I was fortunate to be given a large Dadant smoker last summer and have been using it this season. It lights easily, burns evenly and just keeps on going. I can now keep a smoker in each of my larger apiaries without having to carry a hot, smelly fire risk back and forth in the car between inspections. The photo above was taken late October last year … the smoker is starting to look like its smaller relative already …
Small Dadant smoker
The Dadant smokers are now made with a ‘finger heat guard’ in addition to the cage and this is the model shown by Thorne’s online though I think they actually ship the model without (as shown in the top picture). This is not an inexpensive smoker (c. £60) in the UK … but appreciably less expensive ($43) in the USA.
The autocorrect feature changes Dadant to Dadaist … a reference to the avant-garde art movement in early 20th Century Europe.
A regular topic on the beekeeping forum is smoker fuel … what to use, how to get it to ignite and how to keep it alight. There are as many answers as there are contributors to the threads, actually usually more. Lighting the smoker is part of the ritual of hive inspections, though it’s not always necessary. A plant mister makes a suitable alternative, particularly for small colonies and nucs. For mini-nucs, it’s the only thing I use. However, for large colonies, particularly for large aggressive colonies (which you’re presumably intending to requeen as soon as practical 😉 ), having a lit smoker to hand can provide peace of mind.
In my limited experience (I’ve only ever owned two), large smokers are easier to light and work both better and longer. With the exception of those that get lost (it happens) or reversed over when leaving the apiary car park (ditto), a good quality smoker should last for many years. I’ve got the smaller of the two Dadant smokers (see image above). I should have probably got the larger one (10 x 4) which is the only model stocked by Thorne’s. At around £50 it’s not cheap, but I expect it to last years more.
The mother lode …
I use egg boxes for quick inspections. They’re easy to carry, ignite easily and smoulder very well, producing a cool – though perhaps rather acrid – smoke. I usually have one in the bag of stuff I carry to the apiary and – on a calm day – can even be used in the absence of the smoker. Alternatively, for longer inspections I use a mix of wood chips and dried rotten wood. Every year or two I’ll find a tree that’s been blown down in the winter storms, uncovering a rotten core. I collect the wood, dry it in my greenhouse and store it in an old plastic dustbin. I buy chipped wood animal bedding from the local Wilkinsons (where they call them ‘wood shavings‘). A large pack, supplemented with dried rotten wood will comfortably last a full season, which is pretty good value for £2. An old 30 lb honey bucket makes a convenient container to store and carry the wood chips/rotten wood mix in.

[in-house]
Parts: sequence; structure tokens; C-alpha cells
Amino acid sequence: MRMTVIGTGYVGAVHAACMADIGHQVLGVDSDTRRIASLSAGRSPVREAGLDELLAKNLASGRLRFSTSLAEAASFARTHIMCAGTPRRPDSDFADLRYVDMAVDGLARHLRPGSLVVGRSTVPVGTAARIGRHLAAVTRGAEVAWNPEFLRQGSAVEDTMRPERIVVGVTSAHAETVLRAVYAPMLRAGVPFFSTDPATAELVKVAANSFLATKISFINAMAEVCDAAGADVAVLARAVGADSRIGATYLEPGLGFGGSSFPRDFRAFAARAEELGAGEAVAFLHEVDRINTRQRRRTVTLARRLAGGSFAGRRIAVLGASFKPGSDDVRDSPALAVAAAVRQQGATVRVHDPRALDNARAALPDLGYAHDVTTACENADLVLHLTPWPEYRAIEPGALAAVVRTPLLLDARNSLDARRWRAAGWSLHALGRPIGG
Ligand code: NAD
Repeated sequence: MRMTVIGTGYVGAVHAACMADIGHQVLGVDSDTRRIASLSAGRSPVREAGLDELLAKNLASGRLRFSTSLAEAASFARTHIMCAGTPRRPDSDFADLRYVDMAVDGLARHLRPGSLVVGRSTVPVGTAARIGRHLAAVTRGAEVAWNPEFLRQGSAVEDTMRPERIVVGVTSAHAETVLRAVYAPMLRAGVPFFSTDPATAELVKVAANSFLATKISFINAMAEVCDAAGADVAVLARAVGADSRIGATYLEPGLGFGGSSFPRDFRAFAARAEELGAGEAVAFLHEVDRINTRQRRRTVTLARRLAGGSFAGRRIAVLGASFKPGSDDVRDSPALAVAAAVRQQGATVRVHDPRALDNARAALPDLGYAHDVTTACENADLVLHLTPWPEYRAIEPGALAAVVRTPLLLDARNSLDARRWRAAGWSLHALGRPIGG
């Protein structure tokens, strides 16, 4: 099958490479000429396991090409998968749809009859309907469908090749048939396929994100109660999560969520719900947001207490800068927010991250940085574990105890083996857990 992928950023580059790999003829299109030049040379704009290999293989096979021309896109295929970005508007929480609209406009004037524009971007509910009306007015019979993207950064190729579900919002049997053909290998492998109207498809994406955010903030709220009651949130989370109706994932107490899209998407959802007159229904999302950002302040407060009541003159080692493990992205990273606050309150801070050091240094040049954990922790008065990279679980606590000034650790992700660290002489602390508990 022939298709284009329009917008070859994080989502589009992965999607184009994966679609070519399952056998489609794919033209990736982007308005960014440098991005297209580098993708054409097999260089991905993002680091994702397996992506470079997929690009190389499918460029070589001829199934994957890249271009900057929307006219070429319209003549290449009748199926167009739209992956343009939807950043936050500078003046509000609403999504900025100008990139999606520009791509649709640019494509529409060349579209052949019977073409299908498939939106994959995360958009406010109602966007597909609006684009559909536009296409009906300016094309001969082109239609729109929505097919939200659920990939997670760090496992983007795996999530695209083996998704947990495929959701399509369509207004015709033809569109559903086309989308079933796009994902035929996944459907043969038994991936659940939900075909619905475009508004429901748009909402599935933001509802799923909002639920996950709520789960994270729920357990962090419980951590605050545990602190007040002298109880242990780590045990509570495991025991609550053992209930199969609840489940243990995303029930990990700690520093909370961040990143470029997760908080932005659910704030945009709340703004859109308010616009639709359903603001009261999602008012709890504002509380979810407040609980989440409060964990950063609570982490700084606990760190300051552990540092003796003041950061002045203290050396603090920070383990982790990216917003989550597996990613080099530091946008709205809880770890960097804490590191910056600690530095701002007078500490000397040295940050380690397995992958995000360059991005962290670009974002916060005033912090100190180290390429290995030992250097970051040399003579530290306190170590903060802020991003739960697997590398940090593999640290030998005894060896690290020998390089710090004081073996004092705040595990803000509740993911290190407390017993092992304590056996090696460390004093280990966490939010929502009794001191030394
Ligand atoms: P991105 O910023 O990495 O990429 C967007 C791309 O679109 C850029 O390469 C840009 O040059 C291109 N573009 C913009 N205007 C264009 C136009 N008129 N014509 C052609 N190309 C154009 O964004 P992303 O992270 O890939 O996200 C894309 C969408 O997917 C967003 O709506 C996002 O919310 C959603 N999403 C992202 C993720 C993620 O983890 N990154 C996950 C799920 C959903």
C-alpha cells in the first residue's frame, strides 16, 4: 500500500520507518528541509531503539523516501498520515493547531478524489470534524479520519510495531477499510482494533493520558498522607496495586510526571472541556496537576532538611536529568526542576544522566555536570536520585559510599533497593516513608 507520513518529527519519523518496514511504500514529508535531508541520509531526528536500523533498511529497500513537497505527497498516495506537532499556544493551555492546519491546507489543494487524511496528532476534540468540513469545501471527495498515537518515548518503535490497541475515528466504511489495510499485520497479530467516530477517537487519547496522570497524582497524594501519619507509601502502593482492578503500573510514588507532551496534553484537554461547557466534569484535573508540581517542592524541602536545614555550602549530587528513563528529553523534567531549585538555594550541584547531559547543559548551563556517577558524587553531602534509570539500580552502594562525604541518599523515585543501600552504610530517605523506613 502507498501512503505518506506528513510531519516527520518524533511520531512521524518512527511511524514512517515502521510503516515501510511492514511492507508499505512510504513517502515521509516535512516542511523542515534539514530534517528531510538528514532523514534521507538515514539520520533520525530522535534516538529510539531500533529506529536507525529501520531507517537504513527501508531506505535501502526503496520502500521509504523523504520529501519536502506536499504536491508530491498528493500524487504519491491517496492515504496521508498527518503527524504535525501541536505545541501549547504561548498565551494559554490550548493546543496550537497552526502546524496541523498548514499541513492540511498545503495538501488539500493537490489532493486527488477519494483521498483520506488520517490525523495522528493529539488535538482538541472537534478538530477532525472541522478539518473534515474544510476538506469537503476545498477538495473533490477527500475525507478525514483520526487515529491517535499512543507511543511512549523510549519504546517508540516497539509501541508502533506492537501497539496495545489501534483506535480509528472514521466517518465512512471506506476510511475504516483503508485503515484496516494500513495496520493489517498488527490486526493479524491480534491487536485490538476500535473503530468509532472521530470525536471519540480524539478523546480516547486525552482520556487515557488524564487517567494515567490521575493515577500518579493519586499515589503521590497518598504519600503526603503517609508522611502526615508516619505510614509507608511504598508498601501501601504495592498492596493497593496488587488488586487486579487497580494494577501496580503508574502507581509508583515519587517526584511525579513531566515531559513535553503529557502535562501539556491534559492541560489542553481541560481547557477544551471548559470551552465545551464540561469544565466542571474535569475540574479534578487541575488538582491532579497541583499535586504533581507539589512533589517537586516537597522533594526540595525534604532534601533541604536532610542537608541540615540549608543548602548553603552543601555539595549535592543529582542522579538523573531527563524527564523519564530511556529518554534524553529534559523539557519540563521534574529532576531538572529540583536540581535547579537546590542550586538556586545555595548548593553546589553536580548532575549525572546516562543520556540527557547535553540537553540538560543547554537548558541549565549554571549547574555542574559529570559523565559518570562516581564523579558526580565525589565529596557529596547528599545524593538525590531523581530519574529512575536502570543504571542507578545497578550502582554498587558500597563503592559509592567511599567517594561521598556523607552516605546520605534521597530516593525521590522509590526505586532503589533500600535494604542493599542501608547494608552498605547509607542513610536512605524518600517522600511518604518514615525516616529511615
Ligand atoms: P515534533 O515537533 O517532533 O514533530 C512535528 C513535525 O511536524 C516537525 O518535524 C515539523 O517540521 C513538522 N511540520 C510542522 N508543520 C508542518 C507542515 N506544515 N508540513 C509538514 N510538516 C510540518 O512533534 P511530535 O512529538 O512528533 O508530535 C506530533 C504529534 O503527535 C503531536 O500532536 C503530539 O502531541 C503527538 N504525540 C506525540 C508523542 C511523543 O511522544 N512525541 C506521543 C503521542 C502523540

Fuel bucket …
The majority of beekeepers I know use a blowtorch to light their smokers, and with good reason. If you get one with a spark ignition system it will light even in a strong wind. No more struggling with matches while sheltering in the lee of the apiary shed, or cowering in the car boot. A 20 second blast into a part-filled smoker, a few puffs of the bellows followed by topping up of the fuel, should be sufficient for a long session in the apiary. A well-lit Dadant smoker will remain smouldering for 30-40 minutes without attention (for example, as happened this afternoon, while I returned home to collect a spare brood box and frames to perform an emergency Demaree on a colony thinking about going AWOL*). After this period it might need quite a bit of encouragement to produce a good plume of smoke, but a regular couple of puffs of the bellows during the apiary session will keep it ready for immediate use.
Job done …
Periodically you’ll come across nightmare stories about smokers causing car fires … they can remain hot for a long time. Either transport them in a tin box or bucket, or make sure they are well and truly out. I stuff mine with grass immediately I finish inspections, potter about a bit tidying up and put the smoker in the car at the very end, once it’s cool to the touch.
Finally, I recommend you don’t leave a smoker in a car overnight … the smell of smoke permeates everywhere and can cause all sorts of domestic problems if you don’t have a dedicated bee-vehicle 😉
* this was written in mid-May but posting was delayed once queen rearing started
Necessity is the mother of invention. I forgot my smoker on a recent trip to an out apiary and had to open a colony (to add fondant) that was livelier than I would have liked. However, I did have some egg boxes and lighter … a scrap of egg box smoulders for a long time and gives more than enough cool smoke to waft along the edge of the cracked open crownboard to calm the bees.
Egg box smoker …
You can even leave it sitting on a (metal) hive roof until you need it. This is probably not a good idea if there’s any chance of of causing a fire but in the winter everything around here is too wet to ignite.